In-process gravimetric control validation of antineoplasic preparations by the accuracy profile and total error calculation analysis

A. Bonavita1, H. Doillet1, C. Jaskowiec1, B. Palas1, S. Poullain1
1 Pharmacie, Centre Hospitalier Intercommunal de Créteil, 40 avenue de Verdun, 94000 Créteil, France

In-process gravimetric control is the method used for the double control of our preparations within our chemotherapy reconstitution unit.

Qualification of the method of analysis and determination of the rate of preparations that we will be able to control with a margin of error of 10% or 5% depending on the volume taken.

Tests were carried out in the isolator with a Secura® Sartorius precision balance (reading accuracy of 0.1 mg) with an automatic calibration function that allow us to overcome weighing variations due to the flow of air in the enclosure. The total error was calculated from bias (trueness) and coefficient of variation (precision). For each type of syringe (1, 3, 5, 10, 20 and 50 mL), 5 different volumes were collected 3 times and on 2 different days. 2 types of significantly different density solvents were used (Water for Injection (WFI, Density = 1,000) and 50% Glucose (G50%, Density = 1,188)). The accuracy profiles for each sample were also calculated from these data. The maximum tolerated deviation from theoretical volume taken was set at 10% and then 5%. An inventory of the presence of datamatrix code and the density of products used routinely was also carried out.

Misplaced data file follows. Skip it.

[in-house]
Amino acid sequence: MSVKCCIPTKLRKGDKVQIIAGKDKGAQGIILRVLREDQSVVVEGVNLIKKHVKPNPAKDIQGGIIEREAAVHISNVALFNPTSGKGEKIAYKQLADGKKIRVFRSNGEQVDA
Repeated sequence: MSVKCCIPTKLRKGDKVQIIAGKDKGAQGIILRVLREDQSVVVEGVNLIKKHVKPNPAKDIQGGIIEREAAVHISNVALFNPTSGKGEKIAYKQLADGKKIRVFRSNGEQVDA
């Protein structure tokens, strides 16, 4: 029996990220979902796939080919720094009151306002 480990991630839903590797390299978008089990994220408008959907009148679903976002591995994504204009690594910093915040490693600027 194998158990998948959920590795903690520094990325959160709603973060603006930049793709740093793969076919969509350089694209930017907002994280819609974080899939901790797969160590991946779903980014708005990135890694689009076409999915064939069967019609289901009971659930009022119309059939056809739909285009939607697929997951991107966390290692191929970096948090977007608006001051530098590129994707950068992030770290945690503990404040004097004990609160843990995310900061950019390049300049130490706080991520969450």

The calculated total error is between 2.04% and 3.64% for series with G50% (volumes withdrawn from 0.1 mL and 0.15 mL in 1 mL syringes, 1 mL and 1.4 mL in 3 mL excluded) and between -2.56%. and 4.11% for series with WFI (volumes of 0.1 mL, 0.15 mL and 0.5 mL in a 1 mL syringe and 1 mL in 3 mL excluded). The accuracy profiles show that the method will be usable with an uncertainty of 10% for volumes taken respectively from 0.5 to 60 mL and 3 to 60 mL for products of density comparable to WFI and G50%. For these 2 solvents, the uncertainty can be lowered to 5% from a volume of 17.5 mL. Of the 50 references used routinely we managed to recover the densities of 45 products. A datamatrix code is present on 35 secondary packaging (70%) and 28 vials (56%) but only 11 (22%) are exploitable (CIP code 13, lot number, expiry date). No solvent bag used had datamatrix code.

Discussion – Conclusion
The total error of our samples and the accuracy profiles indicate that the analytical method is reliable and accurate with an uncertainty of 10% for 93% of our preparations outside clinical trials. This uncertainty can be reduced to 5% for 64% of them, which is more commonly accepted in clinical practice. Only volumes smaller than 3 mL will remain visually controlled. To this quantitative analysis will be associated a qualitative analysis of vials and solvent bags through a datamatrix code whose feasibility in time will have to be evaluated.

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